This only work on stable/1.6.x branch and won't work on master. I will create a separate version for master, provided this looks ok.

Tests are included.

Version 1, edited 22 months ago by ludwik (previous) (next) (diff)

comment:6 Changed 21 months ago by claudep

  • Triage Stage changed from Accepted to Ready for checkin

Patch looks good (and tests pass).

comment:7 Changed 21 months ago by ramiro

See also #12794 and #15902.

comment:8 Changed 21 months ago by anonymous

I really hope Django adopts behaviour described in #12794 or #15902. It will make my life much easier, because the current behaviour is not really compatible with solutions like Varnish, which prevents me from using the built-in @set_language@ view.
However this bigger change surely won't happen in the stable 1.6.x branch, so my patch for this branch still stands.

comment:9 Changed 21 months ago by claudep

I admit I'm struggling porting the patch to master, especially with the i18n.LocaleMiddlewareTests.test_backwards_session_language test.

comment:10 Changed 21 months ago by ludwik

i18n.LocaleMiddlewareTests.test_backwards_session_language "checks that language is stored in session if missing". I believe that means that it tests for the behavior that was explicitly deemed undesirable (or at least this ticket postulates it is undesirable) - the whole point of this ticket is we don't want a missing language to be automatically add to session. So I believe the test should be simply removed and replaced with i18n.LocaleMiddlewareTests.test_language_not_saved_to_session. The latter tests for a behavior that is the exact opposite of the behavior expected by i18n.LocaleMiddlewareTests.test_backwards_session_language.

comment:11 follow-up: Changed 21 months ago by claudep

I don't think so, test_backwards_session_language is testing that even with old django_language cookie name, the language is still kept in the session (with the new _language cookie name). However, I admit this is going very far, and I wouldn't oppose to simply removing that test.

comment:12 Changed 21 months ago by Claude Paroz <claude@…>

  • Resolution set to fixed
  • Status changed from new to closed

In c558a43fd6bbcea9972b66965f7e8619bc247df1:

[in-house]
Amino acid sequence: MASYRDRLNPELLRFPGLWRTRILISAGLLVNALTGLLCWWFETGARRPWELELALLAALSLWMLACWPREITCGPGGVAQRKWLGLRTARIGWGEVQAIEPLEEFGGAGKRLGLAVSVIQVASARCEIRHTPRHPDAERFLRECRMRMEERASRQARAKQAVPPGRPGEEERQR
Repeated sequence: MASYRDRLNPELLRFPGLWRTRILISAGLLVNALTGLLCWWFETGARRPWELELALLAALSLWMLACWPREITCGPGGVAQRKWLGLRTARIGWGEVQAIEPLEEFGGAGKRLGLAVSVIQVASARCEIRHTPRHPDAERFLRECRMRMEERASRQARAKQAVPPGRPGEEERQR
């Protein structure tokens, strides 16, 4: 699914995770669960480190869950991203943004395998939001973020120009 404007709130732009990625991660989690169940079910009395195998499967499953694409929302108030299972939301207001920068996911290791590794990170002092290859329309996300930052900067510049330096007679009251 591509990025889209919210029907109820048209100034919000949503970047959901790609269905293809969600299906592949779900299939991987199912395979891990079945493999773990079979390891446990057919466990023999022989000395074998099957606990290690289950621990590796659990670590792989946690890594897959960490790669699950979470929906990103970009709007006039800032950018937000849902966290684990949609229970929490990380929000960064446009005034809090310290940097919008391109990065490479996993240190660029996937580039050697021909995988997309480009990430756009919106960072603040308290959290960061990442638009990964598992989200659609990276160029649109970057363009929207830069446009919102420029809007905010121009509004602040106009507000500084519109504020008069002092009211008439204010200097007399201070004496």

[1.6.x] Fixed #21473 -- Limited language preservation to logout

Current language is no longer saved to session by LocaleMiddleware
on every response (the behavior introduced in #14825).
Instead language stored in session is reintroduced into new session
after logout.

comment:13 Changed 21 months ago by claudep

  • Resolution fixed deleted
  • Status changed from closed to new
  • Triage Stage changed from Ready for checkin to Accepted
  • Version changed from 1.6 to master

Reopening until fixed in master.

comment:14 in reply to: ↑ 11 Changed 21 months ago by ludwik

Replying to claudep:

I don't think so, test_backwards_session_language is testing that even with old django_language cookie name, the language is still kept in the session (with the new _language cookie name). However, I admit this is going very far, and I wouldn't oppose to simply removing that test.

You are right, sorry. I got confused by the method description, which turns out to be pretty poor (or maybe it's just me not being a native speaker?). Anyhow. This tests something more specific, but it still just tests a specific part of the behavior that is being removed. More importantly this tests requires a behavior that is entirely unnecessary. There is already code for backward compatybility with `django_language` session key in django.utils.translations. There is no point for the locale middleware to get involved and additionaly rename the key on the fly. I'd say you should just remove the test.

Changed 21 months ago by claudep

comment:15 Changed 21 months ago by claudep

Ludwik, mind having a look at the attached patch?

comment:16 Changed 21 months ago by ludwik

I think it looks perfect.

comment:17 Changed 21 months ago by Claude Paroz <claude@…>

  • Resolution set to fixed
  • Status changed from new to closed

In 9922ed46e2e81845006792310f3f1a3bf0d7b2a6:

Fixed #21473 -- Limited language preservation to logout

Current language is no longer saved to session by LocaleMiddleware
on every response (the behavior introduced in #14825).
Instead language stored in session is reintroduced into new session
after logout.

Forward port of c558a43fd6 to master.

comment:18 Changed 21 months ago by sergeykolosov

  • Cc sergeykolosov added

I would like to make an appeal to core developers: all design decisions involving involuntary session creation MUST be made with a great caution.

In case of a high-load project, avoiding to create a session for non-authenticated users is a vital strategy with a critical influence on application performance.

It doesn't really make a big difference, whether you use a database backend, or Redis, or whatever else; eventually, your load would be high enough, and scaling further would not help anymore, so that either network access to the session backend or its “INSERT” performance would become a bottleneck.

In my case, it's an application with 20-25 ms response time under a 20000-30000 RPM load.
Having to create a session for an each session-less request would be critical enough to decide not to upgrade Django, or to fork and rewrite the corresponding components.

Thanks.